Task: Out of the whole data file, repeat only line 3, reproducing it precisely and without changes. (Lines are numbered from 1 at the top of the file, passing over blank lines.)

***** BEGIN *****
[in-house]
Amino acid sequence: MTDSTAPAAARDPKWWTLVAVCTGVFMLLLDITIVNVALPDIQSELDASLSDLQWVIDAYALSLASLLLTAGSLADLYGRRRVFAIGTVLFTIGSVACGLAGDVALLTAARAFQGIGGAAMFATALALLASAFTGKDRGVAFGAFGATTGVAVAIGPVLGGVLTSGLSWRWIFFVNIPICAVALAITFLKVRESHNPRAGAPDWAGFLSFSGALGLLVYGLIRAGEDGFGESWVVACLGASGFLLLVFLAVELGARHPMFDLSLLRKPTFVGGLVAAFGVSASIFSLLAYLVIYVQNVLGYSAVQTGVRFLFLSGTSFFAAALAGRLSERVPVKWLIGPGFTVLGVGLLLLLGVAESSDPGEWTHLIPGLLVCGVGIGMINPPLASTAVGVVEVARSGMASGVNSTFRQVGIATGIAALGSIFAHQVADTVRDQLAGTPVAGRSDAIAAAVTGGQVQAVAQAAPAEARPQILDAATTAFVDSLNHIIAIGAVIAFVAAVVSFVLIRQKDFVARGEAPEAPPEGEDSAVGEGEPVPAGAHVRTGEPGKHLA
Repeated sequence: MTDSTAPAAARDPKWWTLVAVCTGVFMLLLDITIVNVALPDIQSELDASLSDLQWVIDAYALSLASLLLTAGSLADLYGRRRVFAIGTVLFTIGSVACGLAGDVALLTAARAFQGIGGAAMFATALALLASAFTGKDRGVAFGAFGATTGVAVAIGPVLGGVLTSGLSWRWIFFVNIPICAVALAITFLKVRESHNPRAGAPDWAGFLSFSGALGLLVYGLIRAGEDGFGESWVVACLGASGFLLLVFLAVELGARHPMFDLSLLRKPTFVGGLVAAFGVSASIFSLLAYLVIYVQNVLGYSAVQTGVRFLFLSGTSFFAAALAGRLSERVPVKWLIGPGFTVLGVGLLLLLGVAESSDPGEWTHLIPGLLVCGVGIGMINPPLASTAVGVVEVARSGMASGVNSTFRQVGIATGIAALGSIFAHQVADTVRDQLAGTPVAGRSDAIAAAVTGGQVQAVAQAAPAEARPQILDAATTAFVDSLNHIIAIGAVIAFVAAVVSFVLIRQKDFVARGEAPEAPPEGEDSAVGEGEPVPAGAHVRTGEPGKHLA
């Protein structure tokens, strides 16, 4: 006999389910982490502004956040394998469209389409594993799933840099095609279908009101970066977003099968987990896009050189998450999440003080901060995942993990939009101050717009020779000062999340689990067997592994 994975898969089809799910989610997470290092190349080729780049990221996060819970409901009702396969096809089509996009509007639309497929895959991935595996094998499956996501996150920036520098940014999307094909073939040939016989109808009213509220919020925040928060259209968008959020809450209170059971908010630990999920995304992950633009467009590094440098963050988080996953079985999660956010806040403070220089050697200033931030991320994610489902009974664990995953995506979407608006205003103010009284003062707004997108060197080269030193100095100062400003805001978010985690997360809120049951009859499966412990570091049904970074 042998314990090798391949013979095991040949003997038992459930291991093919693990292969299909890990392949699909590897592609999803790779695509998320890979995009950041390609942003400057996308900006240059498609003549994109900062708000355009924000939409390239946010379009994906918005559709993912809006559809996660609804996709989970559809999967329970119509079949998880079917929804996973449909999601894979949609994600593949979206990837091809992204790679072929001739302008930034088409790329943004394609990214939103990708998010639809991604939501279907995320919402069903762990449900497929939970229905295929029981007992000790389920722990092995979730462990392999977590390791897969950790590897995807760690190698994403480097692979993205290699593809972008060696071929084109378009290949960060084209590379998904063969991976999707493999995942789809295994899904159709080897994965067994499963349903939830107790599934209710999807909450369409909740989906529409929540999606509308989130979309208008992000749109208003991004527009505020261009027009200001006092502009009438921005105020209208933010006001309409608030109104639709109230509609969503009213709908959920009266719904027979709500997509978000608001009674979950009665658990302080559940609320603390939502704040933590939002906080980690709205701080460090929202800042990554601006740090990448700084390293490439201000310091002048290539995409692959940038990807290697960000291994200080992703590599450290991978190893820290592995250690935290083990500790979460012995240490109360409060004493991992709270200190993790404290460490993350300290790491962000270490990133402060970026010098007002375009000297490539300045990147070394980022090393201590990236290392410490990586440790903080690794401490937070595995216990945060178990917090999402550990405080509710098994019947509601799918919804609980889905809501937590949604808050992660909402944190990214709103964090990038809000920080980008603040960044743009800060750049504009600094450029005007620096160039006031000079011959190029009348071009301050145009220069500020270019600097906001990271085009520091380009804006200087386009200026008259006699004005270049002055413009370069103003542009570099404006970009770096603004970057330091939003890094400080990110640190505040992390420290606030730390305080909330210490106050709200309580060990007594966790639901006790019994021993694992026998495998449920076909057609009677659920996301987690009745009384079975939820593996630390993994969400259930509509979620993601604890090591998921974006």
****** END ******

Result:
Repeated sequence: MTDSTAPAAARDPKWWTLVAVCTGVFMLLLDITIVNVALPDIQSELDASLSDLQWVIDAYALSLASLLLTAGSLADLYGRRRVFAIGTVLFTIGSVACGLAGDVALLTAARAFQGIGGAAMFATALALLASAFTGKDRGVAFGAFGATTGVAVAIGPVLGGVLTSGLSWRWIFFVNIPICAVALAITFLKVRESHNPRAGAPDWAGFLSFSGALGLLVYGLIRAGEDGFGESWVVACLGASGFLLLVFLAVELGARHPMFDLSLLRKPTFVGGLVAAFGVSASIFSLLAYLVIYVQNVLGYSAVQTGVRFLFLSGTSFFAAALAGRLSERVPVKWLIGPGFTVLGVGLLLLLGVAESSDPGEWTHLIPGLLVCGVGIGMINPPLASTAVGVVEVARSGMASGVNSTFRQVGIATGIAALGSIFAHQVADTVRDQLAGTPVAGRSDAIAAAVTGGQVQAVAQAAPAEARPQILDAATTAFVDSLNHIIAIGAVIAFVAAVVSFVLIRQKDFVARGEAPEAPPEGEDSAVGEGEPVPAGAHVRTGEPGKHLA